Update! This is now a proper github project with a lot of details filled in... More Information Here!
For work they wanted a "juicy" (I've been promoting use of that term for pleasingly physical or generally pleasant animations) way of showing a randomly generated amount of virtual currency assigned to the user. I suggested a slot machine-effect, and it came out really nicely, a widget with a very high "coolness to code complexity" ratio.
Here's another version of what I quickly came up with, click to spin!
The final product for work was a bit different, a single little rotating slot with graphical icons and more polish, (including a nice fade in behind once the final amount was displayed). But for messing about purposes, I simplified the display, threw in a few extra windows, and made the results A B C D or F.
You can see the html, js, and css here.
There's very little too it, really: each slot consists of an outer class "slots" that provides the border and has a hidden overflow. Inside each slot is a (very tall) "wrapper", and then the js code adds a bunch of divs of class "slot", each as wide as the wrapper and each containing a random letter. When it's time to let things "spin", we just animate the wrapper's margin-top property to a multiple (7) of the negative height of a single slot. Some of the secret sauce is the easing, "easeOutElastic" from the jQuery easing module... I wrote about that easing stuff earlier.
If the user clicks again, we repeat the process, adding in extra divs of class slot, and moving an increased seven times the height from where it was before. There are some little tricks going on here: we add more divs than we actually need because the elastic animation overshoots a bit (and of course, it's not really circular like a real slot machine would be), it took a while to realize that you should just move a small # of slots, and I added some randomness to the length of time of the animation, so it didn't all move in lockstep. It would be easy to tweak the timing so slots 2 and 3 started after 1, for a kind of 1....2...3! effect. (Another thing I added for this demo was the use of the "stop()" command... otherwise repeated spin clicks would have to wait until the earlier spins were fully settled. stop() has some arguments I missed when I first learned about i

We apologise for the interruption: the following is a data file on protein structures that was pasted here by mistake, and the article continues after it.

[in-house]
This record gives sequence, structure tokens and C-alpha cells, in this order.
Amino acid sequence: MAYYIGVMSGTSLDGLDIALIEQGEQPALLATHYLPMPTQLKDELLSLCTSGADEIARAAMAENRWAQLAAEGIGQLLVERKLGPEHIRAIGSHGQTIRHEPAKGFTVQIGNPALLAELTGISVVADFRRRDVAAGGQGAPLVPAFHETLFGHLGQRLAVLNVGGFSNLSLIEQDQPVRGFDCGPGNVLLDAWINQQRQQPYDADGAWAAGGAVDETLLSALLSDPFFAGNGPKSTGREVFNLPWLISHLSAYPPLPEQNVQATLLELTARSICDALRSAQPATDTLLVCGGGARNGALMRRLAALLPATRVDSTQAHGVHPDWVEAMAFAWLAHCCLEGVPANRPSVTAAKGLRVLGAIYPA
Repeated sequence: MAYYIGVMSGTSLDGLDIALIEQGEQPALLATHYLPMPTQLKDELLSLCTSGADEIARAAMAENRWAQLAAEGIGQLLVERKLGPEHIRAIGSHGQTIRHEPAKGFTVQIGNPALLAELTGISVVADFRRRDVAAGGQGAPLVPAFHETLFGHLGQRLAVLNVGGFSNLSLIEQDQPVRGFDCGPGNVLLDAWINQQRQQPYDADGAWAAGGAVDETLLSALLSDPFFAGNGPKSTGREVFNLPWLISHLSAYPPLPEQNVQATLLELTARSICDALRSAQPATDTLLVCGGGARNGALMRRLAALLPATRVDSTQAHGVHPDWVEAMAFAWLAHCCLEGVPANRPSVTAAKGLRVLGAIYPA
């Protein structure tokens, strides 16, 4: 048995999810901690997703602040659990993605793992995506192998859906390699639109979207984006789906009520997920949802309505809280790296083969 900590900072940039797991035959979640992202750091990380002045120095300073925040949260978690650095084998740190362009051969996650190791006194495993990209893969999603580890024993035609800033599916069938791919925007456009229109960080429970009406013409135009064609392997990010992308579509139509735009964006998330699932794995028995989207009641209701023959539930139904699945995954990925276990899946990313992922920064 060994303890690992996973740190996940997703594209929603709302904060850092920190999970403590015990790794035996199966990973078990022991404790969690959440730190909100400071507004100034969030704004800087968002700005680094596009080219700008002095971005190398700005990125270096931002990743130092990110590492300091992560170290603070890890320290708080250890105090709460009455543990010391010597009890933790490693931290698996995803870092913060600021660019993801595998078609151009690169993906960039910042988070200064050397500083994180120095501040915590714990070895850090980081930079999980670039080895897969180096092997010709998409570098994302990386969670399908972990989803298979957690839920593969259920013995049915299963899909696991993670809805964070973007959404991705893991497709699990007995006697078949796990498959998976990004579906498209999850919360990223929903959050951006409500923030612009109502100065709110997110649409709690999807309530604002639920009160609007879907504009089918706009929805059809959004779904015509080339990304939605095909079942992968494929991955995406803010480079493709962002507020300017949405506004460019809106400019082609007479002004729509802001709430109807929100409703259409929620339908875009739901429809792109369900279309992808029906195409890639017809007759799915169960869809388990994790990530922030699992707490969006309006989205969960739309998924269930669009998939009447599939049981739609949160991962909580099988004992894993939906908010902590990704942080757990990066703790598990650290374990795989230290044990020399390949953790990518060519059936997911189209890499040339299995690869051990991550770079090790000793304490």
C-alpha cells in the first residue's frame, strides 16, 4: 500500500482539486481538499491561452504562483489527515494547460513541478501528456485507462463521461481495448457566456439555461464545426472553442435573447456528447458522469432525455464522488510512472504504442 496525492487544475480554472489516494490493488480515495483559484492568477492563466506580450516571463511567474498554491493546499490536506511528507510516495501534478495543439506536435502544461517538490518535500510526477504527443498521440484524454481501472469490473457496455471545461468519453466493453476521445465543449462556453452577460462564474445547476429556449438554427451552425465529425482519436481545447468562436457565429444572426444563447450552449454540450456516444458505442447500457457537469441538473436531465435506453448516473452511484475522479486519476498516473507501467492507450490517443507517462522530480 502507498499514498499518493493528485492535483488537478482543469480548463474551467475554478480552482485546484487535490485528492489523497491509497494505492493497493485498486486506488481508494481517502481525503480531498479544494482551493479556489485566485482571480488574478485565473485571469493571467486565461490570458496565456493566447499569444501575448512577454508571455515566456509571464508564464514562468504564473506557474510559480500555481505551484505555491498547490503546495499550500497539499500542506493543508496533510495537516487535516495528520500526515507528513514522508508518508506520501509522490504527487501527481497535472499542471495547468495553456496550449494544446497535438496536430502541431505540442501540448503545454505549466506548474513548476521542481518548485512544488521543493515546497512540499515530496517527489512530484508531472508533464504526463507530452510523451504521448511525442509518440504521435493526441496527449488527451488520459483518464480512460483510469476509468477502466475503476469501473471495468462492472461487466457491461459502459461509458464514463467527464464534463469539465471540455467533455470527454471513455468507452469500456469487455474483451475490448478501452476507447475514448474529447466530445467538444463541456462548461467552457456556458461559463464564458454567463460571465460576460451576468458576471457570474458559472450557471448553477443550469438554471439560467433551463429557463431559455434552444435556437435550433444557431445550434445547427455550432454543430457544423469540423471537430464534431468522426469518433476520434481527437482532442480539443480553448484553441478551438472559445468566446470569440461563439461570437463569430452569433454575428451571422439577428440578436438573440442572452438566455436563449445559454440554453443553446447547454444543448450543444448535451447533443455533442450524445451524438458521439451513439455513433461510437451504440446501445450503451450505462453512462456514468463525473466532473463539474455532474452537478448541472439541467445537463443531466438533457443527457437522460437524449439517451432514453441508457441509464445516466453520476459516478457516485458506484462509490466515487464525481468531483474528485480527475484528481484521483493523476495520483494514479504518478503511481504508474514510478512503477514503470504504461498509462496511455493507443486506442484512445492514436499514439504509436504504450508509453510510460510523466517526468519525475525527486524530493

Stuff like this is a great argument for jQuery/CSS UI engineers to err on the side of building things from scratch rather than relying on gluing together pre-existing bits. If I had only used other people's slideshow modules, rather than realizing it was a simple matter of wrapper divs, overflow:hidden, and animating margins, I wouldn't know enough to put this together... but it's really quite simple when you treat jQuery and CSS as the empowering technologies that they are.
BONUS PROTIP: This animation read the old margin-top in order to set the new one
jqo.css("margin-top"); //jqo is the jQuery object
That returns a value like "100px". To get rid of the "px" and treat that as an integer, parseInt works very well, it's designed to read numbers at the start of a string and then stop when it encounters non-digits:
var marginTop = parseInt(jqo.css("margin-top"), 10);
(The 10 after makes sure that we keep things in base 10, if the number string started with, say, a "0", strange things might result.)
Of course after you've done your math you need to append the "px" again, but you know that already, right?